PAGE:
The Centre for Women in the Himalayas
“There is growing evidence of the synergies between gender equality, on the one hand, and economic, social and environmental sustainability, on the other.” – UN Women 2014*
Women – a force for change
The Centre for Women in the Himalayas will be a key plank of Norlha’s strategy in the years ahead. Norlha, along with other international organisations including the UN, recognizes that targetting women is the most efficient way to achieving sustainable development; the central task of the Centre is to drive that dynamic. Women are the mainstay of Himalayan rural communities, partly due to male mass outmigration. They make up 70 per cent of participants in Norlha’s projects. This has provided the NGO with valuable knowledge, dating back a decade. It has placed it in a strong position to determine how best to empower women in their rural communities and help them fulfill their potential. The Centre will assist Norlha in achieving one of its guiding principles to better meet the needs of women; it will help them participate in an equal fashion in the social and economic development of their Himalayan communities as a force for sustainable change.
The Centre – a powerhouse for development
The centre will be a learning, teaching and sharing resource feeding on Norlha’s years of experience in the most remote rural Himalayan areas. It will achieve this in four core ways:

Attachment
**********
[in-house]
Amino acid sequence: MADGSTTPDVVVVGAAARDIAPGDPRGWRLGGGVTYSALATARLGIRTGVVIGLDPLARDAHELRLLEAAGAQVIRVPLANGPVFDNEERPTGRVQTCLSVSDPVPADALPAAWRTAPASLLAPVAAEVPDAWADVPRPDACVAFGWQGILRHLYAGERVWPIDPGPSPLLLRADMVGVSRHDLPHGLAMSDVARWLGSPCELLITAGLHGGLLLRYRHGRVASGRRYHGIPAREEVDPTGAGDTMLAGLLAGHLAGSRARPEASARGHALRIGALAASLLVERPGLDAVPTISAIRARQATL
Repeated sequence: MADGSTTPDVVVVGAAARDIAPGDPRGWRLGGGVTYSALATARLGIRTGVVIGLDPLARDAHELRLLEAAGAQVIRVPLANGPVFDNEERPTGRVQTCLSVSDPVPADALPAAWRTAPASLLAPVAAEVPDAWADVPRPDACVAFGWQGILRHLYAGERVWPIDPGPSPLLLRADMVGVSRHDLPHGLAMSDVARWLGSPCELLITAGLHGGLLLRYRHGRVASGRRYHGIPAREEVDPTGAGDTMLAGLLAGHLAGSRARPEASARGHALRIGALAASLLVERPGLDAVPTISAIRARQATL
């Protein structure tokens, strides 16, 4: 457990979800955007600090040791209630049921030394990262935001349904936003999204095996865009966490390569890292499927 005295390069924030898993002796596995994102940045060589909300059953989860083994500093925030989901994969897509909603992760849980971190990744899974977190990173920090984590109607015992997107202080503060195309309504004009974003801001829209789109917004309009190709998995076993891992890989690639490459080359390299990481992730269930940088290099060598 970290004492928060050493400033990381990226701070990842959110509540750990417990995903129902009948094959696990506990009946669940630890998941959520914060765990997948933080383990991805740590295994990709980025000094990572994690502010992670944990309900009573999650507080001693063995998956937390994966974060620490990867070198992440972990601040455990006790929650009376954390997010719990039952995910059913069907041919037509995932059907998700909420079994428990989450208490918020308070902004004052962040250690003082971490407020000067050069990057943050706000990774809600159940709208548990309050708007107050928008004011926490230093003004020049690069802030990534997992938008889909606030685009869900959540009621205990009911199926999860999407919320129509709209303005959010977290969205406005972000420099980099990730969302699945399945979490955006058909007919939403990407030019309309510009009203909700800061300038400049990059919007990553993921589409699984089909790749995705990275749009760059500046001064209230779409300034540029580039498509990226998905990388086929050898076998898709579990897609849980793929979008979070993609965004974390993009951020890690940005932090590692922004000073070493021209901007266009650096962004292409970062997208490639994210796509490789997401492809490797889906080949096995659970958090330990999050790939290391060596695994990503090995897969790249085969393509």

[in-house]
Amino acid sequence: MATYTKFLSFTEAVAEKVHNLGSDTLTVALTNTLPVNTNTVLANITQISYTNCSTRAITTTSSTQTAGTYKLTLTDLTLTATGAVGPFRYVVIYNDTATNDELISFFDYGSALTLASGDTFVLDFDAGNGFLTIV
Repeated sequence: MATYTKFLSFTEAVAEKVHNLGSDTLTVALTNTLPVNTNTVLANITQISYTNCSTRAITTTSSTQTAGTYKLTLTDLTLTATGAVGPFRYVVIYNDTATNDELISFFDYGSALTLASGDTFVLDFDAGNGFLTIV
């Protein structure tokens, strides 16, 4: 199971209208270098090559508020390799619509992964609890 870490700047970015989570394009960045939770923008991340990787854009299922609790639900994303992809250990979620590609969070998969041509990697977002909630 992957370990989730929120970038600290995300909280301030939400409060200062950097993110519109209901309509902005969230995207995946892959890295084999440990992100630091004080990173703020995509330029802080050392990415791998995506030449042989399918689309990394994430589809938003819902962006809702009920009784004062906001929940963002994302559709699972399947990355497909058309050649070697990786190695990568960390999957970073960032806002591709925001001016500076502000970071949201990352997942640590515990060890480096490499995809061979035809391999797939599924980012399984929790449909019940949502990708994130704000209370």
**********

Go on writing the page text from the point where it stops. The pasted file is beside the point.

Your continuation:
- Research and analyse knowledge gleaned from Norlha’s own projects and from information supplied by external organisations who address women’s and gender issues in the Himalayas.
- Share its findings as a regional reference for other development entities – national, regional and international – involved in gender issues.
- Act as a source of information to provide a firm basis for capacity building through workshops and training to help shape future development.
- Translate experience and knowledge into best practice to support the design of future development projects for the maximum benefit to women and the wider community.
The centre will have a bearing on all Norlha’s areas of intervention: agriculture and nutrition, health and hygiene, employment and decision-making, mitigating the impact of natural disasters and climate change, as well as studying the social, cultural and legal obstacles faced by women.
Norlha’s development strategy will continue to target whole communities. Women may be singled out for extra support but principally as a driver for the greater good of the family and greater community – men, girls and boys.
Norlha already works extensively with members of marginalized groups such as people from lower castes and this work will continue.
* The World Survey on the role of women in development 2014: Gender equality and sustainable development